“Jal hi jeevan hai.” [Water is life.]
If you have spent any amount of time in India, chances are that you have read this quote somewhere – painted on a wall, at the back of a bus or on a poster. But in spite of such high regard for nature’s most precious resource, we are facing one of the worst water crises in the world. 80% Indian households don’t have access to piped water. 1 in 3 schools lack access to safe drinking water and 38% primary health centres (PHCs) don’t have a water connection.
Clean water is the foundation of a healthy economy and the repercussions of these alarming statistics go far beyond the dismal picture they paint. They represent the enormous health and economic costs to our nation. Waterborne diseases affect nearly 37.5 million Indians annually and leads to stunted development in approximately 20 million children. Lack of safe drinking water negatively impacts school attendance and job opportunities. The economic cost of this amounts to USD 600 million with 73 million days of lost labour. Close to 54 per cent of rural women and girls spend an estimated 35 minutes procuring water every day, time they could be spending on other income generating activities.
Solutions Falling Short
Water management and sanitation services are indispensable for our fight against poverty and sustainable economic growth. Over the years, successive governments have worked on groundwater recharging projects, micro-irrigation schemes, and policy reforms for better water management. Under the Jal Jeevan Mission, 37.5 million water connections have been created. Water credits have helped to break the affordability gap.
Investment in creating infrastructure is definitely the first step to providing equitable access to water. But to be effective, we need to ensure that it is functional through regular maintenance. There will be breakdowns and damage which will need repair. So, while we build public service infrastructure and provision loans to set up water connections, what is the plan for its upkeep? Where is the professional capacity to reinstall, maintain, and repair? And without functional infrastructure, how can we expect long-term and sustainable impact?
For scalable and sustainable solutions to the water crisis, we need to target gaps in human resources and technical skills while creating awareness about hygiene and conservation.
Skilled plumbers at the village level can take ownership of the newly created infrastructure. They can ensure regular supply of clean water and correct any errors in the grey water disposal systems. Additionally, they can serve as local champions for awareness intitiatives. This is also an opportunity to create millions of jobs for youth and help the formal economy recover from the pandemic.
Community Water Warriors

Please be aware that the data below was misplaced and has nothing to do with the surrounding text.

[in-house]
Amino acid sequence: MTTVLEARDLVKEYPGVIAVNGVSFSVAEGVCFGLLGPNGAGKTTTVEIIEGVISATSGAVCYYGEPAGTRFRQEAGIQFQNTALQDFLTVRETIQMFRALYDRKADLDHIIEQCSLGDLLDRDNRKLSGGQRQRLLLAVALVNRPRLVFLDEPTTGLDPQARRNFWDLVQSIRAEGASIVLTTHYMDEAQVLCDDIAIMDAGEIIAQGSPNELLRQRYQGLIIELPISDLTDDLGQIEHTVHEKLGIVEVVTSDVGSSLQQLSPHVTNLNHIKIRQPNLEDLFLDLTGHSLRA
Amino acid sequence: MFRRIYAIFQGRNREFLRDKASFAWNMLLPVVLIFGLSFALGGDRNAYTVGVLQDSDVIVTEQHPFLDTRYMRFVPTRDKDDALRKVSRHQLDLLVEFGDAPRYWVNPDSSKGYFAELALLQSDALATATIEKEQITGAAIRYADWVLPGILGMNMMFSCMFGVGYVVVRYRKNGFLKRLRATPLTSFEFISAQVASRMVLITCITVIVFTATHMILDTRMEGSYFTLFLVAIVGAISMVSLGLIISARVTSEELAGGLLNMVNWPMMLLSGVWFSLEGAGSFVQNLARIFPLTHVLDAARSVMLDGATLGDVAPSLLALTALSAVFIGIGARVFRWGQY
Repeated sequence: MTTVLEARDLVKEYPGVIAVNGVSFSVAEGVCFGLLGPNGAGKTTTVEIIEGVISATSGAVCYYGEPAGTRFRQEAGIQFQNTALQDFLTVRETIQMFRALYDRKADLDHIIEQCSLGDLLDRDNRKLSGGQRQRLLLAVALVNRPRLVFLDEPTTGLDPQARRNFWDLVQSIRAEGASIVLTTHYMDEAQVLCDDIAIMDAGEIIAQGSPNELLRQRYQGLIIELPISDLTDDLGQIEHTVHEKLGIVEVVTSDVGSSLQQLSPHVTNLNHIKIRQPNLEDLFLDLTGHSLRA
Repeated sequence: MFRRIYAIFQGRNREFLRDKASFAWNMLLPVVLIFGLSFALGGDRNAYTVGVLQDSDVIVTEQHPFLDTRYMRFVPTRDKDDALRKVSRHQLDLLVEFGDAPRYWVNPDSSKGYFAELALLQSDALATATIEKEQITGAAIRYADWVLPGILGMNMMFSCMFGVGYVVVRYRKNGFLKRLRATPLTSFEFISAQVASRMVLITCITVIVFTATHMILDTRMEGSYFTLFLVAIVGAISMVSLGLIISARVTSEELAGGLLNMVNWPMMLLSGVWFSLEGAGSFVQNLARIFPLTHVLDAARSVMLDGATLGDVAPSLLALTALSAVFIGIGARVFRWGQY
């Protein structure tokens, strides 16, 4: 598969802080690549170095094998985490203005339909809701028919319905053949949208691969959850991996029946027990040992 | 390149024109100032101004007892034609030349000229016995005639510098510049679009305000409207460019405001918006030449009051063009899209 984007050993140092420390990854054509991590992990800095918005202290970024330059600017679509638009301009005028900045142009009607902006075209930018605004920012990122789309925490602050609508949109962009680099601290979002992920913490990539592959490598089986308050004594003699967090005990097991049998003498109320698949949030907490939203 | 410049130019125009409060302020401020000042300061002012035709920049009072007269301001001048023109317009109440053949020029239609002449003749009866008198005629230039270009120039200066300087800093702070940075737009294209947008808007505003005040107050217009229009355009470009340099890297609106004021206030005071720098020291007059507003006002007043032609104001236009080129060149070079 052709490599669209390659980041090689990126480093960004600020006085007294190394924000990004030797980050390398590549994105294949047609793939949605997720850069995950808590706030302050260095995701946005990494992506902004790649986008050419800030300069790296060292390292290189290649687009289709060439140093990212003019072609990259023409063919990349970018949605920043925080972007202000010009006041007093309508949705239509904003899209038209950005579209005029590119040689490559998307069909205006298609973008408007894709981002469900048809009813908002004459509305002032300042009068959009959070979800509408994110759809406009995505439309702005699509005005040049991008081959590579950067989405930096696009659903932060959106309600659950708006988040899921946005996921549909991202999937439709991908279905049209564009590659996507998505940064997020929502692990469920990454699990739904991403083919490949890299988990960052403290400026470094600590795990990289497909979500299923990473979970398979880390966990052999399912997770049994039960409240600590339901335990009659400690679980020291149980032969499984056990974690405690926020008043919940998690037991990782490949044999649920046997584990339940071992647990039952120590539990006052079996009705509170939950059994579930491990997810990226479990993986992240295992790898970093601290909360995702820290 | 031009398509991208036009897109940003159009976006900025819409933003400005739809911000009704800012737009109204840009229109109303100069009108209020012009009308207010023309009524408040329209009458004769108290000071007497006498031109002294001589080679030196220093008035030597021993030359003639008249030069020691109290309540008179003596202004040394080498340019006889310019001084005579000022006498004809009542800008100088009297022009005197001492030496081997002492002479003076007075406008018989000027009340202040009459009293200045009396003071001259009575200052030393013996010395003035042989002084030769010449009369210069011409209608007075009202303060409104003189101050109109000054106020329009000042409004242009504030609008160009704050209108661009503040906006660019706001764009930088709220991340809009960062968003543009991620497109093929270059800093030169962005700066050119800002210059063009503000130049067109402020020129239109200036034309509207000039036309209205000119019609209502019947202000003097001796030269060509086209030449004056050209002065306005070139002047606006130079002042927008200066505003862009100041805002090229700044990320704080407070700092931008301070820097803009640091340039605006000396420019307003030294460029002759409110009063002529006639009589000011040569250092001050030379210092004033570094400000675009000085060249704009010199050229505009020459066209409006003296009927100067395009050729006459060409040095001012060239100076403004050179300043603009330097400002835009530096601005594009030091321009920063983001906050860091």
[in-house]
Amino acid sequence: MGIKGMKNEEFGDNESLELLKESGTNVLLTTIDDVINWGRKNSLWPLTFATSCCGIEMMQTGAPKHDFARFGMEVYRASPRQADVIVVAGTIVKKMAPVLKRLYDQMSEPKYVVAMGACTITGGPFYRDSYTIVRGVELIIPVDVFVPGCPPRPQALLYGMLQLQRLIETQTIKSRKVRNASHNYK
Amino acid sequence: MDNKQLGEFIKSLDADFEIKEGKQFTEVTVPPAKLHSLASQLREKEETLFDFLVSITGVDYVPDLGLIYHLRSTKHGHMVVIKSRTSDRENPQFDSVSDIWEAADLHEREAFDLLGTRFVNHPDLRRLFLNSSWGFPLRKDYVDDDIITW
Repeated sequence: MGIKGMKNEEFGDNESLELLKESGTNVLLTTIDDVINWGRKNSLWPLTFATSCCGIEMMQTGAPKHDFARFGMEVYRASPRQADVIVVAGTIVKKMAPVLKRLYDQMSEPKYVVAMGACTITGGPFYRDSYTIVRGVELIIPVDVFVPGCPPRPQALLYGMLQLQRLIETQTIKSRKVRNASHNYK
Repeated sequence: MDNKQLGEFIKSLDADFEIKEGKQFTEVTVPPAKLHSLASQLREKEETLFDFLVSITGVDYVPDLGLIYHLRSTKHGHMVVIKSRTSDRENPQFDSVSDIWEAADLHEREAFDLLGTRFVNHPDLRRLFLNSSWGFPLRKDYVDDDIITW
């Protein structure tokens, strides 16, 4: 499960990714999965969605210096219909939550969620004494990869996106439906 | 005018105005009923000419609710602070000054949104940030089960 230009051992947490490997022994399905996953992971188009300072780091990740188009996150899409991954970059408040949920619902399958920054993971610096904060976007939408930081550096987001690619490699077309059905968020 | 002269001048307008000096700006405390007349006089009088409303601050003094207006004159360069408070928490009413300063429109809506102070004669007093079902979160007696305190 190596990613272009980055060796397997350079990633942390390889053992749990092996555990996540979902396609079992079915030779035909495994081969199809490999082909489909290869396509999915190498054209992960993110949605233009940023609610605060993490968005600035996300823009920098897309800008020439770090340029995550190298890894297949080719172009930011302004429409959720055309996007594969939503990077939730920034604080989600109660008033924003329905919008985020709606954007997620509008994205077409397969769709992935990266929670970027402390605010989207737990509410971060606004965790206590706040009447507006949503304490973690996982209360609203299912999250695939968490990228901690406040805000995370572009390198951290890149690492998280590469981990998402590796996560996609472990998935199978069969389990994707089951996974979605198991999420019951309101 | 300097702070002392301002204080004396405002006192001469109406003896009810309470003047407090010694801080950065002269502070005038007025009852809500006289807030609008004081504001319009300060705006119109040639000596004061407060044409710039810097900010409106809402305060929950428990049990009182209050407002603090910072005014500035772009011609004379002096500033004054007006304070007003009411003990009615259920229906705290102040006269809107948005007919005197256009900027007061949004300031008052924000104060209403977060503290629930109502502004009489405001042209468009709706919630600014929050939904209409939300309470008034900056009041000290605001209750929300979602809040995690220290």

It is estimated that 60% of Indian plumbers don’t have any formal training. Typically, one joins as a helper. With self-learning and on the job training, they branch out as an independent plumber. But with initiatives like Jal Jeevan and Swachch Bharat, there has been a burgeoning demand for skilled plumbers. We must meet this demand by scaling up local capacity.
Currently, there are 250,000 plumbers in India, concentrated in the urban centres. Of them, close to 150,000 may need formal training, retraining, and certification. Additionally, we need at least 500,000 new plumbers, spread across the 250,000 gram panchayats in the country. Building a cadre of this size, during a pandemic, means we need remote training model and multi-lingual vernacular content.
Further, this new generation of plumbers will need not just technical know-how but analytical skills so that they can observe, identify, and solve problems. They must be trained to correct errors in the existing water and sanitation systems in homes, schools, PHCs etc. so that they use water efficiently. The training must also include awareness of building regulations and health and safety protocols so that they can repair, install, and maintain drainage and water systems.
With improved people and communication skills, they can evolve into a role that goes beyond plumbing. As ‘Community Water Warriors’, they can act as champions of awareness campaigns and guardians of local infrastructure. They can take on the critical role of educating and mobilizing the community on issues like reducing wastage, safely storing water during a breakdown or electrical failure, the importance of hand-washing, and proper technique of boiling and filtering water.
For a Better Future
Well-trained and skilled plumbers can go a long way towards providing a sustainable solution to India’s water crisis. As the local infrastructure expands the demand for their services will also see a corresponding rise, increasing their earnings.
Creating and improving the livelihood of plumbers will boost local economies and take us one step closer to providing equitable water access to the citizens of our country.